Tuesday, January 31st, 2023
Tuesday, January 31st, 2023

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Have you ever seen a hellbender? Would you want to?

Jeff MulhollemThe Oct. 11 issue of Pennsylvania Outdoor News contains a story about a new report by the Center for Biological Diversity that identifies amphibians and reptiles in need of immediate federal protection to stave off extinction.

The list included in "Dying for Protection: The 10 Most Vulnerable, Least Protected Amphibians and Reptiles in the United States," includes a 2-foot-long salamander once commonly seen in the Keystone State – the eastern hellbender.

For me, the story triggered two thoughts:

Photo courtesy of hellbender.orgFirst, I only have seen two hellbenders, both more than 30 years ago. One was very much alive (I will never forget it!). The other was dead and decaying;

And second, I bet few of you have seen a hellbender. In fact, the folks I asked this week whether they had ever seen one didn't even know what a hellbender is. That is a shame.

For those unfamiliar with hellbenders, see http://en.wikipedia.org/wiki/Hellbender.

Once found in New York, Pennsylvania, Maryland, Ohio, Illinois, Indiana, Virginia, West Virginia, Kentucky, Tennessee, the Carolinas, Georgia, Alabama, Missouri and  Mississippi, these big amphibians are threatened with extinction due to dams and water pollution.

With flattened bodies, paddle-like tails for swimming and numerous folds of skin for oxygen absorption – known as "devil dogs," "mud devils" and "snot otters" – they are uniquely adapted to aquatic life. Nobody knows now in how many states North America's largest amphibian still survives.

In a way, I was relieved to hear that several were found dead after a chemical spill caused by a train wreck wiped out all life in parts of two isolated streams in the Sinnemahoning watershed a few years ago. That proved they are clinging to existence in the Northern Tier of Pennsylvania.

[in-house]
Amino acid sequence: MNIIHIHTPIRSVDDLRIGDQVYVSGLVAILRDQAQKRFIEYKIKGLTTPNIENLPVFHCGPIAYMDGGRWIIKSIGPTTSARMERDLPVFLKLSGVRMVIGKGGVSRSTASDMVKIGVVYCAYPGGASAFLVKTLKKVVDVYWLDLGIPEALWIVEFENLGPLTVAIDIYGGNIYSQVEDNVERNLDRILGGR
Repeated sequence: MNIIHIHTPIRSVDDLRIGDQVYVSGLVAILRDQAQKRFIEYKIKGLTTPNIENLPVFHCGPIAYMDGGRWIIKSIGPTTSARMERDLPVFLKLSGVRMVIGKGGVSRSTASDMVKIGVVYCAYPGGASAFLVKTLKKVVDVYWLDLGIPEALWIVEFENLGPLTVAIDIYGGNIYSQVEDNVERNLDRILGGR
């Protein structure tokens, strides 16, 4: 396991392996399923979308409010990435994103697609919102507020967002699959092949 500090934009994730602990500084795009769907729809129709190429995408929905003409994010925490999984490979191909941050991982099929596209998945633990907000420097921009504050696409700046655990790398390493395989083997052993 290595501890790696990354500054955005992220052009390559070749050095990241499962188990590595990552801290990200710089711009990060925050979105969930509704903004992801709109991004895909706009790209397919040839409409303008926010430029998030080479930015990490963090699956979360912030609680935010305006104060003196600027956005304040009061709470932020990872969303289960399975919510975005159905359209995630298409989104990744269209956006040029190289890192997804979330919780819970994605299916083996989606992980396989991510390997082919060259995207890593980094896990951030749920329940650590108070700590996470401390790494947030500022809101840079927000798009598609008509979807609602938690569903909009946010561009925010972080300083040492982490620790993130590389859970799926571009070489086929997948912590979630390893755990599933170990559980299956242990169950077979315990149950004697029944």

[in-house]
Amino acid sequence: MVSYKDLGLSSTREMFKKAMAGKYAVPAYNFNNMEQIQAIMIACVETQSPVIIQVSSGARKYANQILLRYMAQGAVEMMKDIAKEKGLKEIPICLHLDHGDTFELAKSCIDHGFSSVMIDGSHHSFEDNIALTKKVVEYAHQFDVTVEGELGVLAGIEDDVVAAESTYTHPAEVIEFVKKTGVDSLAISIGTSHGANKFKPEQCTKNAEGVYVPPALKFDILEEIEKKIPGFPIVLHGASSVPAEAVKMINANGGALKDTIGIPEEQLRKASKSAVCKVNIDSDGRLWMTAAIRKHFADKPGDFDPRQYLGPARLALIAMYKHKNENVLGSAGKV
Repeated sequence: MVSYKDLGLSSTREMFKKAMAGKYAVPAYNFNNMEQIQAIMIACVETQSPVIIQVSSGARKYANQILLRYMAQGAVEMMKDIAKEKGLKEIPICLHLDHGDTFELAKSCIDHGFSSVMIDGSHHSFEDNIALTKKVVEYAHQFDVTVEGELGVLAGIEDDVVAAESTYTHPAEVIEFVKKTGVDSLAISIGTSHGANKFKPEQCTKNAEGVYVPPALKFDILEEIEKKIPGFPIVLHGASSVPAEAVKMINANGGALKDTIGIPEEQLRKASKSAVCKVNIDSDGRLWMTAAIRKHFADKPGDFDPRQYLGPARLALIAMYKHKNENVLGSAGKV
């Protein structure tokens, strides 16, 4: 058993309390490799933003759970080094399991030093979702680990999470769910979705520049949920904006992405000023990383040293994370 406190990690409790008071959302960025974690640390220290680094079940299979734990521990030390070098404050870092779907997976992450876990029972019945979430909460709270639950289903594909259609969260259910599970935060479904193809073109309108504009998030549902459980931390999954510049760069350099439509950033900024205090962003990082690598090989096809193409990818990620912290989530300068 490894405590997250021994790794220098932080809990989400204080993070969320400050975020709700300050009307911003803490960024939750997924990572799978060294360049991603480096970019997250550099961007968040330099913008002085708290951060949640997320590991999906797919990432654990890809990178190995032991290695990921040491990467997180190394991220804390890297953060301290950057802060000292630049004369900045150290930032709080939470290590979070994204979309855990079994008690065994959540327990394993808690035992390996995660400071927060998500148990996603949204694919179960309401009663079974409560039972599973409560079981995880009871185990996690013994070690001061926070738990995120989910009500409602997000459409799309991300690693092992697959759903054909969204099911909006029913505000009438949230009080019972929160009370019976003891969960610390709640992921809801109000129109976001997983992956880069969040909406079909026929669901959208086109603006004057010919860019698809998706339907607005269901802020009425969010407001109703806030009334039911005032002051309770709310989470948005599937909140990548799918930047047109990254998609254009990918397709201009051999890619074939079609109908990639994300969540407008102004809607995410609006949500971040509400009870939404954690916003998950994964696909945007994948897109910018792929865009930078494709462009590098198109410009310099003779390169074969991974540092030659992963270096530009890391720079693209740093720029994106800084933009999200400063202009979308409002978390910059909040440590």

The one I saw in the late 1970s in Kettle Creek scared the hell out of me. I had no idea the harmless monsters existed before I encountered the one in Clinton County, not far from Leighty Bridge, as I recall.

It was a pleasant mid-April late afternoon in the first week of trout season and I sat on a boulder in the water, not far from the edge of the stream to reflect on a Hendrickson hatch that allowed us to catch dozens of fish. A couple of my friends were fishing in the pool upstream.

Just before I dozed off in the warm sunshine, I noticed the entrails from a bunch of trout in the water by the big rock I sat on – someone had cleaned a limit of trout there, probably that morning.

I doubt that I napped long, but when I opened my eyes I happened to look down between my wader-clad legs. To my absolute horror, by my feet in a foot or so of water I saw a mottled brown head bigger than both my fists together, contentedly chomping on fish guts.

What a way to wake up! Screaming like a little girl, I jumped up clutching my fly-rod and sprinted across the slippery, rocky shallows to shore, somehow managing not to fall on my face. My friends laughed so hard they nearly fell in and stopped fishing long enough to wade over and see what someone said must have been a hellbender.

The creature, of course, retreated back under the rock at my abrupt, splashy escape, so nobody saw it but me. My companions implied I was a sissy who was seeing things. Although when we returned to look the next day, all the fish remains were gone.

There was no Internet then, so I had to look up "hellbender" in an encyclopedia when I returned home to be sure I hadn't hallucinated. In truth – despite the merciless ribbing I absorbed from the guys I was fishing with that day – it was an experience I am glad I had, and I always wished I could have shown my son a hellbender.

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